Social Media newsle

Published on November 6th, 2012 | by jon.negroni

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Newsle – Find News Stories About Your Contacts


“Social News” is definitely a marketing term that carries little meaning. After all, don’t we already have a huge influx of news being pushed through our various social networks?

Well, here’s a somewhat novel idea: social news that only covers people you follow. With Newsle, you can import your friends from Facebook and LinkedIn (Sorry Twitter!) and track when they have been mentioned in the news.

You can also track when your own name has come up in the news. It took about 30 minutes for my social networks to import, and when they did, I was I able to see various news stories about my friends and contacts. It was exciting to read about previously unknown accomplishments my friends have made and was more useful than a simple Facebook status.

This literal “newsfeed” definitely has a fresh interface with sticky content. On my own stream, I was able to read an article featuring one of my public relations mentors in American Thinker, a Facebook friend who had just been mentioned on NBC for his latest college football accomplishment, and a post about one of my former professors getting her class to design iPhone cases as a project, which was featured on Tech News.

I was pleasantly surprised by the quality of content the site was able to generate, and it is certainly impressive that founders Axel Hansen and Jonah Varon were able to execute such a precise algorithm for finding the right friends for each article.

The site is pretty easy to navigate, with the main Newsle header following you as you click on news links. This header gives you the option to share the article via Facebook or Twitter, but the LinkedIn plugin is noticeably absent. You can also declare an article to be “Awesome,” a feature akin to a Facebook “like.”

As usual, I will also voice my various concerns with the platform. Many have pointed out that this concept has been tried before through Angstro, which failed to gain any traction and was eventually bought by Google in 2010. While I personally believe it mostly had to do with the less-than-stellar brand name, it is reasonable to point out that finding your friends in the news can be difficult for some people who may not have many prominent friends or contacts.

Newsle attempts to get around this obstacle by encouraging you to follow public figures and celebrities that you can see articles about, almost like a hybrid of LinkedIn and Twitter. While I’m not personally sold on the concept, I can see this being enticing for teenagers and superfans. Still, the design and feel of the site lends more to professionals and LinkedIn aficionados, rather than pop culture targets.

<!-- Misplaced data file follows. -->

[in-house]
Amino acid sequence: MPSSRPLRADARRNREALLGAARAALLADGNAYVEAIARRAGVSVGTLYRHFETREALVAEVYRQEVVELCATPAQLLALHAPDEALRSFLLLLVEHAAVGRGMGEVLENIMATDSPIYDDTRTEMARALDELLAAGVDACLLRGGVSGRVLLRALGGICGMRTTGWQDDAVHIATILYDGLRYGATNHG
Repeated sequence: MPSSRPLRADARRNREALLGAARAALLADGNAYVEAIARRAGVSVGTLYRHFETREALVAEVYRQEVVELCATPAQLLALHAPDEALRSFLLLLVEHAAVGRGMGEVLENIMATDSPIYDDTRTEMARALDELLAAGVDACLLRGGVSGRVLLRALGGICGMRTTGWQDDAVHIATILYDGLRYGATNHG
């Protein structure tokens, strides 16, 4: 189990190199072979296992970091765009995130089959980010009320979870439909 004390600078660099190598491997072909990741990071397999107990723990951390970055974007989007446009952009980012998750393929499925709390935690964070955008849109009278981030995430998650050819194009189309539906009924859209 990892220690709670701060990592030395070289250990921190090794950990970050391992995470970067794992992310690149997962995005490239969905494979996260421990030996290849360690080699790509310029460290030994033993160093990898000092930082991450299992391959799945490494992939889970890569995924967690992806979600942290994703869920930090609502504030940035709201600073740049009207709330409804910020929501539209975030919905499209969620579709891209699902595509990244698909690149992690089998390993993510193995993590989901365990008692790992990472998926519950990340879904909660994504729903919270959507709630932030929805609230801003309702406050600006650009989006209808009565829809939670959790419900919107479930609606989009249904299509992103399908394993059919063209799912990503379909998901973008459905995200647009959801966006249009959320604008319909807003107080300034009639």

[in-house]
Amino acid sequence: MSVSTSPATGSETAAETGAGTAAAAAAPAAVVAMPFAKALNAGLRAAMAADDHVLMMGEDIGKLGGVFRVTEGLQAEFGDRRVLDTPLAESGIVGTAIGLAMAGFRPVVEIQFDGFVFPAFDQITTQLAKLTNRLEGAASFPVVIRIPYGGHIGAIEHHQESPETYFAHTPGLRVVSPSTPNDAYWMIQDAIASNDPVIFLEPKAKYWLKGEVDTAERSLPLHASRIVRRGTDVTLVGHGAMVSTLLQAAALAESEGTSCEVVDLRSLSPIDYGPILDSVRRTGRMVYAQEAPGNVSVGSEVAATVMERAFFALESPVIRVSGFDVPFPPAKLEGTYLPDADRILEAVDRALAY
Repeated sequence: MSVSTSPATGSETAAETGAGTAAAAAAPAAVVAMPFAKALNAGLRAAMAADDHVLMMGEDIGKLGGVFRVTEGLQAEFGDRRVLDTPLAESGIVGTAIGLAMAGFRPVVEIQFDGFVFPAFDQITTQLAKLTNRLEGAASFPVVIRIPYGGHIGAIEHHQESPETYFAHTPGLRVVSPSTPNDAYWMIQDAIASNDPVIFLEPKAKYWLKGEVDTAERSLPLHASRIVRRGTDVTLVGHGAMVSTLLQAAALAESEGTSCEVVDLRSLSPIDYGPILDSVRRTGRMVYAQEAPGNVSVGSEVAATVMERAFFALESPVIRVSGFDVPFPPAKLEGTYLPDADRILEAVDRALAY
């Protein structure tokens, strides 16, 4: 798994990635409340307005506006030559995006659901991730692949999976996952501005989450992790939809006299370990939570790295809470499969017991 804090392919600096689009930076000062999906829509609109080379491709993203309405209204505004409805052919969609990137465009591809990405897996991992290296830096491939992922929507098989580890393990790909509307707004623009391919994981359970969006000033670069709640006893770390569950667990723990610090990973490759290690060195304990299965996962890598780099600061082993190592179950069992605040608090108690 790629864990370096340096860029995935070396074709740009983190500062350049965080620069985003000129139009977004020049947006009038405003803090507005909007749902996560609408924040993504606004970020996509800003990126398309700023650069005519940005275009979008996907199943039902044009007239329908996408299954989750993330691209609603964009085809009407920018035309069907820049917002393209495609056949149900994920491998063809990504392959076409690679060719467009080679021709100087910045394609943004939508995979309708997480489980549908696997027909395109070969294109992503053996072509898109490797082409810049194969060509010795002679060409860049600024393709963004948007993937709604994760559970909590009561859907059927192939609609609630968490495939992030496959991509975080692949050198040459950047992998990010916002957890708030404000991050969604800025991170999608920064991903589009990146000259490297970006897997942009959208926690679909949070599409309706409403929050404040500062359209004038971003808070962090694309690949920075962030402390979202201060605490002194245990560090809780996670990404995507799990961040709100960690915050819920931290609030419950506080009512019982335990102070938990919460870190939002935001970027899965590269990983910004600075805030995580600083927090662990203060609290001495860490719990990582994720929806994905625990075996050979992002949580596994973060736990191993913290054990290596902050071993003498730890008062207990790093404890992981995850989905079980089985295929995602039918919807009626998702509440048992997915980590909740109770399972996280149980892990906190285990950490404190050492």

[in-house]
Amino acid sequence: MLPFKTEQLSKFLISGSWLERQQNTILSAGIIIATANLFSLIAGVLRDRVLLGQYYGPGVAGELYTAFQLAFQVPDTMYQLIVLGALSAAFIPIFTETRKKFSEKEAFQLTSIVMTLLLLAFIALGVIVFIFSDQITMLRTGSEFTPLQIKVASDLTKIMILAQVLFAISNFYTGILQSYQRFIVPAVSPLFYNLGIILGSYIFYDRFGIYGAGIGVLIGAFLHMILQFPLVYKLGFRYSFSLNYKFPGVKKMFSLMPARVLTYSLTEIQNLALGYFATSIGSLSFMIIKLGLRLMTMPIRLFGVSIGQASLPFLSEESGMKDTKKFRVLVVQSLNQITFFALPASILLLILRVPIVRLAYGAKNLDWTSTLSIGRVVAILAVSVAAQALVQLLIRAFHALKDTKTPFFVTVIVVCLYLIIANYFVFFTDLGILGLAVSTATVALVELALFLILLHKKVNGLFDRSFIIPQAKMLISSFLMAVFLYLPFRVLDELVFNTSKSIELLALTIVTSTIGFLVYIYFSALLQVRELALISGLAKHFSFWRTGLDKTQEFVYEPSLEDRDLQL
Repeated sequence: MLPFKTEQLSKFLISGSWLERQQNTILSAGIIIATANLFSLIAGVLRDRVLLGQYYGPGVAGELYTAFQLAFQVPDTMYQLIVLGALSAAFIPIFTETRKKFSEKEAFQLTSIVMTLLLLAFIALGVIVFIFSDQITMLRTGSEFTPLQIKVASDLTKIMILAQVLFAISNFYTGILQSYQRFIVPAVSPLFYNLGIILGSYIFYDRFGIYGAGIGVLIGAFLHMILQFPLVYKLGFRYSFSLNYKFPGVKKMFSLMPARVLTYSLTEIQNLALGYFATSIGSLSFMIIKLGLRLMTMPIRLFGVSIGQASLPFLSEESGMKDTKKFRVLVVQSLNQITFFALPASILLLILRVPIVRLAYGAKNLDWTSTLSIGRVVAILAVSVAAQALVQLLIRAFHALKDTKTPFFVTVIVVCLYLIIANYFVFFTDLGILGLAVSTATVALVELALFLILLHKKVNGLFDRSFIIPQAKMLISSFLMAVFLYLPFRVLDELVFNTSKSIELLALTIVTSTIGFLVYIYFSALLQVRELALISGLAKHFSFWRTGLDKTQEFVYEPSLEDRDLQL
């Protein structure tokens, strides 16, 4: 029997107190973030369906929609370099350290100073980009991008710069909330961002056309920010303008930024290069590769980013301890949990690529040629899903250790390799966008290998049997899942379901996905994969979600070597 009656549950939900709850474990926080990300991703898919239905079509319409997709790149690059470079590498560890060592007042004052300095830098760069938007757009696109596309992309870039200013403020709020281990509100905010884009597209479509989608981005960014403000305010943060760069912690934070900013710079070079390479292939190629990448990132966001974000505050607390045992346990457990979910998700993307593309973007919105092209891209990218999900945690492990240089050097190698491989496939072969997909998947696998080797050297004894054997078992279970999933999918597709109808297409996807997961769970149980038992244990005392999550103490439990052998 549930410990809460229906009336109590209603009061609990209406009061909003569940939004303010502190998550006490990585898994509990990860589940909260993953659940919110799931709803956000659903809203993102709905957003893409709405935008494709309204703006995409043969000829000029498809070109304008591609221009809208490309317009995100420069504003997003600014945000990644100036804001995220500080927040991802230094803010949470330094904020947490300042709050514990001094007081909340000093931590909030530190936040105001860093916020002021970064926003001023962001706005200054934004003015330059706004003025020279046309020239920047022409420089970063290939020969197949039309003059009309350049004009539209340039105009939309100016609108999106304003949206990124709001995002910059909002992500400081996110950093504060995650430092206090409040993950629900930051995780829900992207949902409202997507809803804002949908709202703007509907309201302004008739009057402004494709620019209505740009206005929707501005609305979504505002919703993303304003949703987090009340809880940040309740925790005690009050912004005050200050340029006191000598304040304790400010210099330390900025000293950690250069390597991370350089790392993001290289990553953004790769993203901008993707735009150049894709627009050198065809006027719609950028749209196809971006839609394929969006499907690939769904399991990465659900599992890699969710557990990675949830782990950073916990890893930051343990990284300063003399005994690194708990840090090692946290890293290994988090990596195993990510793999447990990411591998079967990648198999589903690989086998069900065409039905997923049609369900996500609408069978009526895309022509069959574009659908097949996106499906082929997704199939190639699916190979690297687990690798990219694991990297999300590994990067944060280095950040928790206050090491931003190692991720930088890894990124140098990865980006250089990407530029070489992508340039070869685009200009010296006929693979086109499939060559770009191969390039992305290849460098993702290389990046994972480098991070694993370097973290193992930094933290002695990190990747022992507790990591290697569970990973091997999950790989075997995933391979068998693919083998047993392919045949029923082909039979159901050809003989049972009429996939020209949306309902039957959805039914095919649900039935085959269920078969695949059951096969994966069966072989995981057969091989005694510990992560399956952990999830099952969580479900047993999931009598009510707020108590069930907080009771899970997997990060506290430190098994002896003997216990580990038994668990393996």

One of my biggest questions is what we can really use the site for. Some may see it as a way to track people in the news that they are just researching that would be more effective than Google Alerts. From what I can see, this would come in handy for a variety of reasons, but I’m not sure many people will take the time to try it out for themselves and experiment.

There are plenty of features I didn’t even get to that I highly encourage you to discover for yourself (I am still finding new things to do), and be sure to voice your own opinion in the comments. I leave you with this question: Does Newsle have what it takes to build a large, loyal network?

 

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About the Author

Jon is a thriving public relations professional looking to make a significant impact on the profession of communications and advocacy. Graduating from Liberty University at the young age of 21 in 2012, he embarked on new challenges that would shape the rest of his still-developing career. Using his experience as an agency firm director through PRSSA, he became the Director of Public Relations at Richter10.2 Media after receiving his bachelors. Since then, Jon has delved into professional blogging and is currently the Social Media and Google AdWords manager for a growing nonprofit.



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